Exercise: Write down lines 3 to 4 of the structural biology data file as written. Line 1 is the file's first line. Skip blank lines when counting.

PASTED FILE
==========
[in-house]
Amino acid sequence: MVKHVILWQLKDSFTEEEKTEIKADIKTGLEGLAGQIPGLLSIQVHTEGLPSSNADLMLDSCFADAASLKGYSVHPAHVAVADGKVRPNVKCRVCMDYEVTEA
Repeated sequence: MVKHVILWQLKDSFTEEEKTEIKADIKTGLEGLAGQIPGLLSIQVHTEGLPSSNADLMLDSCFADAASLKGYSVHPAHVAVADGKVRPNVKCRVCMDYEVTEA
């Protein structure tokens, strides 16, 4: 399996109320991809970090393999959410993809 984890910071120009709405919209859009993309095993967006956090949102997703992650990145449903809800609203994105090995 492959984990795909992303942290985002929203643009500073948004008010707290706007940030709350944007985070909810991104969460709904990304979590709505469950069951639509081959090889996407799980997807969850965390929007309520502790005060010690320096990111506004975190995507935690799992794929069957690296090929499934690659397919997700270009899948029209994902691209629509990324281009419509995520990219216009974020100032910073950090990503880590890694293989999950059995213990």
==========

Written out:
Repeated sequence: MVKHVILWQLKDSFTEEEKTEIKADIKTGLEGLAGQIPGLLSIQVHTEGLPSSNADLMLDSCFADAASLKGYSVHPAHVAVADGKVRPNVKCRVCMDYEVTEA
């Protein structure tokens, strides 16, 4: 399996109320991809970090393999959410993809 984890910071120009709405919209859009993309095993967006956090949102997703992650990145449903809800609203994105090995 492959984990795909992303942290985002929203643009500073948004008010707290706007940030709350944007985070909810991104969460709904990304979590709505469950069951639509081959090889996407799980997807969850965390929007309520502790005060010690320096990111506004975190995507935690799992794929069957690296090929499934690659397919997700270009899948029209994902691209629509990324281009419509995520990219216009974020100032910073950090990503880590890694293989999950059995213990």